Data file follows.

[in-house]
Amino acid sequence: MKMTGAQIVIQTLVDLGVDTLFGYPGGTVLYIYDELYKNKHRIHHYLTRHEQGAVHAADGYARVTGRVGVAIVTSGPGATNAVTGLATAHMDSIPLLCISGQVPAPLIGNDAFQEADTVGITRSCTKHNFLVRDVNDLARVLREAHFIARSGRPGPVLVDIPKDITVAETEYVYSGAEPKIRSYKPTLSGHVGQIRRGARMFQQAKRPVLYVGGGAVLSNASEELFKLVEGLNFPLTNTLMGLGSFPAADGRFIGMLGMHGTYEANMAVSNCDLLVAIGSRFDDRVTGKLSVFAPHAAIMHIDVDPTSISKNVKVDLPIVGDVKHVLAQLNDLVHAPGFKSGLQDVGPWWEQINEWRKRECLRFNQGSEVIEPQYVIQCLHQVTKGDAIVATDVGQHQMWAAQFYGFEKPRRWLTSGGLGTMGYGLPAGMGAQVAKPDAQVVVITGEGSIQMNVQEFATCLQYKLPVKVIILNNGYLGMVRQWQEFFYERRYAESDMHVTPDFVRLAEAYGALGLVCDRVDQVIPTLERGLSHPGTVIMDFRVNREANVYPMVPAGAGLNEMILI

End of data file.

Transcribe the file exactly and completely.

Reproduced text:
[in-house]
Amino acid sequence: MKMTGAQIVIQTLVDLGVDTLFGYPGGTVLYIYDELYKNKHRIHHYLTRHEQGAVHAADGYARVTGRVGVAIVTSGPGATNAVTGLATAHMDSIPLLCISGQVPAPLIGNDAFQEADTVGITRSCTKHNFLVRDVNDLARVLREAHFIARSGRPGPVLVDIPKDITVAETEYVYSGAEPKIRSYKPTLSGHVGQIRRGARMFQQAKRPVLYVGGGAVLSNASEELFKLVEGLNFPLTNTLMGLGSFPAADGRFIGMLGMHGTYEANMAVSNCDLLVAIGSRFDDRVTGKLSVFAPHAAIMHIDVDPTSISKNVKVDLPIVGDVKHVLAQLNDLVHAPGFKSGLQDVGPWWEQINEWRKRECLRFNQGSEVIEPQYVIQCLHQVTKGDAIVATDVGQHQMWAAQFYGFEKPRRWLTSGGLGTMGYGLPAGMGAQVAKPDAQVVVITGEGSIQMNVQEFATCLQYKLPVKVIILNNGYLGMVRQWQEFFYERRYAESDMHVTPDFVRLAEAYGALGLVCDRVDQVIPTLERGLSHPGTVIMDFRVNREANVYPMVPAGAGLNEMILI